Mar 20, 2024 - Technology

In AI, the big just keep getting bigger

Illustration of a hand moving a dollar-sign chess piece

Illustration: Sarah Grillo/Axios

Big AI is just going to keep getting bigger: that's the takeaway from this week's onslaught of AI news — and it's barely Wednesday.

Why it matters: Generative AI's disruptive force once looked like it might open a door to new players on the Big Tech chessboard. But AI's high cost and the incumbents' strong hands have dimmed that prospect, and instead we're seeing the industry's giants concentrate more power.

Driving the news: In a surprise announcement Tuesday, Microsoft said it was hiring Mustafa Suleyman — an AI pioneer who co-founded DeepMind — to run its consumer-oriented Copilot business.

  • Microsoft also brought on many of Suleyman's colleagues from Inflection.ai, where he was co-founder and CEO.

Inflection was a hot AI startup — one of the highest-profile small competitors to Microsoft's partner OpenAI.

  • It had raised $1.3 billion, with Microsoft as the largest shareholder.
  • Now the future of Inflection's Pi chatbot, known for its friendliness, is unclear.
  • Inflection has hired a new CEO and says it's steaming full-speed ahead with a plan to sell custom bots to businesses.

All this makes the road for other AI startups — even those that have significant war chests, like Perplexity and Mistral — looks that much rougher.

  • The smart money is telling every newcomer to find a Big Tech partner just to join this game.
  • But the giants hold all the cards — the money, the talent and the customers — which means most of the change-the-world startups will become footnotes.

Zoom out: Monday, Bloomberg broke the story that Apple was in talks to use Google's Gemini model to power generative AI features on the next iPhone.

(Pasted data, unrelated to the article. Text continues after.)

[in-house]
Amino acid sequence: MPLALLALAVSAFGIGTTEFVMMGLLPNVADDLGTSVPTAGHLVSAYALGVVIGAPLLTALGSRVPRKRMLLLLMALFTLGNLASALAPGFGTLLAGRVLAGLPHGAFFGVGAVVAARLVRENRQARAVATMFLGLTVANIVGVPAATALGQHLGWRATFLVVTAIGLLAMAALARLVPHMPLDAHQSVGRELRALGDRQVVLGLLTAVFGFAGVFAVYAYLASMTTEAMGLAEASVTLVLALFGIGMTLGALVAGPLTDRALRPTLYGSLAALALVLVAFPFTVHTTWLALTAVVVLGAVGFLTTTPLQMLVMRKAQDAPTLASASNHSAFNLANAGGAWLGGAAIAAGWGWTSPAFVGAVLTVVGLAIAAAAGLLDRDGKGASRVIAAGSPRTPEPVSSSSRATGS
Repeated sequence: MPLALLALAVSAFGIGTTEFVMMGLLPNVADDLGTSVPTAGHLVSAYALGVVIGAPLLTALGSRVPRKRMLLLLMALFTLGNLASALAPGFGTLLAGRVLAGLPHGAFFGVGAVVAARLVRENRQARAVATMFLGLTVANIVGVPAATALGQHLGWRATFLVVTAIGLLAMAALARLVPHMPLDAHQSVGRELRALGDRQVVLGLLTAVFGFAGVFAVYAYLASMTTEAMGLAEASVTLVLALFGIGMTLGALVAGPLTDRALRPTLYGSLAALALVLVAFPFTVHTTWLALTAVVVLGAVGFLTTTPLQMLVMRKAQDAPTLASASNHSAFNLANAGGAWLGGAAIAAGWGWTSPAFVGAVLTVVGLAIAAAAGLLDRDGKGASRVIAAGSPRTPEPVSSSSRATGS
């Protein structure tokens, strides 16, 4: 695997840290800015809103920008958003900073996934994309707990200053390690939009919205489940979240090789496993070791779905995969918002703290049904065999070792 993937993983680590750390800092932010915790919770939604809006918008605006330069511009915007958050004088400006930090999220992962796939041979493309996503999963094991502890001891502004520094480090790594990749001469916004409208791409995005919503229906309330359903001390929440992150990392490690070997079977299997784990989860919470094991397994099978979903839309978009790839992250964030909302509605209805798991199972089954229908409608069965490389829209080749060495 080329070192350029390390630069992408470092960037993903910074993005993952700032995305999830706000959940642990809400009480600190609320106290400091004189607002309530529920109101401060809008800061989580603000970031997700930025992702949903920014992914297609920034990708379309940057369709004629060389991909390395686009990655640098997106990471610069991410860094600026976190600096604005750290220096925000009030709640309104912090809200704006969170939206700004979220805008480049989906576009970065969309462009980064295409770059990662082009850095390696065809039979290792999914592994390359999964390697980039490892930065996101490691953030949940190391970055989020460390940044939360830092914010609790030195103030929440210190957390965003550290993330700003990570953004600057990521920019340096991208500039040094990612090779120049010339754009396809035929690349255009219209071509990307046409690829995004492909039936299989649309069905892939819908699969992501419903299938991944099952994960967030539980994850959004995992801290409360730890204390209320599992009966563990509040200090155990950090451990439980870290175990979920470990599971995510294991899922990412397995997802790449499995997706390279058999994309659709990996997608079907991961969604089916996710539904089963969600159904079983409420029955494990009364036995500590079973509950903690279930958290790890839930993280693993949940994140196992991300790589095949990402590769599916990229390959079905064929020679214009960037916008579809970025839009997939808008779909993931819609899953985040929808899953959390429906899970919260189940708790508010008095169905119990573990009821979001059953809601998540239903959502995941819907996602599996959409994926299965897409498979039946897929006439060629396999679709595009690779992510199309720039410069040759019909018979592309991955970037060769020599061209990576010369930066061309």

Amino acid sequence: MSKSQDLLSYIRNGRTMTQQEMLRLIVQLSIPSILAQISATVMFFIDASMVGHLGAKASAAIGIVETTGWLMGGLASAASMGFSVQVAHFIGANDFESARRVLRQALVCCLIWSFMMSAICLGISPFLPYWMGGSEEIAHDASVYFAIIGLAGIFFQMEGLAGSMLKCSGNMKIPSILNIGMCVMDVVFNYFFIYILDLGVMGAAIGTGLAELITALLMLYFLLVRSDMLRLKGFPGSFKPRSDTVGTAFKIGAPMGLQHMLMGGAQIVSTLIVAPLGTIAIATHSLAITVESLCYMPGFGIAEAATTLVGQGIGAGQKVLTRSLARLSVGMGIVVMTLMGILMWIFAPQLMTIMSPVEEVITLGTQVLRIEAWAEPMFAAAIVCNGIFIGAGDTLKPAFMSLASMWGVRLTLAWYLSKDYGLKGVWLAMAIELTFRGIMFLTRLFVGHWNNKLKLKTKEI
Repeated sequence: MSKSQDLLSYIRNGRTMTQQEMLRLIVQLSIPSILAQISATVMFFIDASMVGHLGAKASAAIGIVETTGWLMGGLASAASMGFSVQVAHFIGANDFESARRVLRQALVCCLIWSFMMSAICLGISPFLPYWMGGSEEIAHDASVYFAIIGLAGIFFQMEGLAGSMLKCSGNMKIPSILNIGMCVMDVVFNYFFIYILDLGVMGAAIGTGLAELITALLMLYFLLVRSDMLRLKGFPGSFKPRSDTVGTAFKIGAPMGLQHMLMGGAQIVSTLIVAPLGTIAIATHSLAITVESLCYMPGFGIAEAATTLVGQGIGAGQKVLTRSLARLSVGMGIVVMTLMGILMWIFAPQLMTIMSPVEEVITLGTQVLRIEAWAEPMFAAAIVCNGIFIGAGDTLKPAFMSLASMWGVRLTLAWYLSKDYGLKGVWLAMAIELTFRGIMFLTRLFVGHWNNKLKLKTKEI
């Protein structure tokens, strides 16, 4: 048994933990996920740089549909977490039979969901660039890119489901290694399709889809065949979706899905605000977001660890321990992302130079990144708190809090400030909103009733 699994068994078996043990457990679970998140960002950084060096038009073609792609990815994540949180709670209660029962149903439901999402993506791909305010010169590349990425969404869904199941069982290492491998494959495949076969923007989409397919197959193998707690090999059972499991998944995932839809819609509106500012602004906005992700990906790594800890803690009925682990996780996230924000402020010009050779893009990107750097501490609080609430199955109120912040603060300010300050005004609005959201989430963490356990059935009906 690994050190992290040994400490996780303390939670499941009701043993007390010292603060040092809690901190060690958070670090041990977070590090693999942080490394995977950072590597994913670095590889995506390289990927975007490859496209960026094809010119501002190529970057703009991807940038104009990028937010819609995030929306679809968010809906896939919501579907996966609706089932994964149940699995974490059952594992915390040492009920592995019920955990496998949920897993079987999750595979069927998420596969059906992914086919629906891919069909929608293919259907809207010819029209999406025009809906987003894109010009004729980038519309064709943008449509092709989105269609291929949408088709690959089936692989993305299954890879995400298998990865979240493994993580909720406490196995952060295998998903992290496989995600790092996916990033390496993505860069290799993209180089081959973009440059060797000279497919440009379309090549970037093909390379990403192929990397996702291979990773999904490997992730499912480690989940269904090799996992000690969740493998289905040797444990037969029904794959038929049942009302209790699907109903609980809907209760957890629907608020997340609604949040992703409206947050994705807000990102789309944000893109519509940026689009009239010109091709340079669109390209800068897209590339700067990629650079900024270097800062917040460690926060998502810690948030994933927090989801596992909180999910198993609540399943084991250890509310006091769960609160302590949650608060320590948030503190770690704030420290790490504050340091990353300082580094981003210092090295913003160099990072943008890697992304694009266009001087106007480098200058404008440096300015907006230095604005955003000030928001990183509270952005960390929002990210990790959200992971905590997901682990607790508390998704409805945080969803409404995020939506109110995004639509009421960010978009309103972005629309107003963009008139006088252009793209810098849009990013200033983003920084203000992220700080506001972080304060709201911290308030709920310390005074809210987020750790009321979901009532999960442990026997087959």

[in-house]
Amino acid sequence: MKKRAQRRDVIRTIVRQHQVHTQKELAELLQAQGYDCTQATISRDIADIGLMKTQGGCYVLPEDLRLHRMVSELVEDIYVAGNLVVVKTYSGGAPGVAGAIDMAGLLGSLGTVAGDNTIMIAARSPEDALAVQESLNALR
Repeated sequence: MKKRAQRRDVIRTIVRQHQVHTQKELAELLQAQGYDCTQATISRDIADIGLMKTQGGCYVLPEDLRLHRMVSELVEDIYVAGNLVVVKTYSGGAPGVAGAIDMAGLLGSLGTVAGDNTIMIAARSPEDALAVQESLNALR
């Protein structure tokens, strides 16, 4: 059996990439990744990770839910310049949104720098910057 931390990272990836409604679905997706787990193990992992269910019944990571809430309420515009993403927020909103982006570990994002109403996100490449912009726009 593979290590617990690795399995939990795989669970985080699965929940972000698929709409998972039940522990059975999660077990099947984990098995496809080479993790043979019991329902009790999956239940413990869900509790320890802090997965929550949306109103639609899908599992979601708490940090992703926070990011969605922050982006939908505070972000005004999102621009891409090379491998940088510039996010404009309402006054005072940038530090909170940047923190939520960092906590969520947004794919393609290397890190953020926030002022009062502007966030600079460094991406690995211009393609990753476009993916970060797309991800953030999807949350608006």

• This, Apple-watchers noted, suggested the company's efforts to catch up with rivals in the hot generative AI market haven't yet paid off.

But the deal news also suggests that Apple — which has apparently also been talking with OpenAI — wants to place its bets on the other colossi of the industry, rather than on fledgling startups.

The other side: Money keeps pouring into this market, and plenty of that money will end up funding startups.

  • The Saudi government plans to launch a $40 billion venture fund to invest in AI, the New York Times reported Tuesday.
  • That enormous sum dwarfs even the largest U.S. funds, and would be second globally only to Japan's SoftBank.

Follow the money: The main reason giant companies are calling the shots in AI is that it's fantastically expensive to build and run the kind of AI that's taken off in the wake of ChatGPT's success.

  • The money is flowing to companies like Nvidia that make the hardware that makes AI possible, and cloud providers like Microsoft, Google and Amazon, whose data centers can run the monster jobs that train gigantic generative-AI models.
  • Startups daunted by directly taking on the giants are more likely to thrive by finding market niches where they can adapt the big companies' giant AI models to the needs of specific industries, professions and use cases.

What to watch: Smaller AI is a different bet that no one should count out — and if the bigger-is-best strategy falters, the landscape could shift again, fast.

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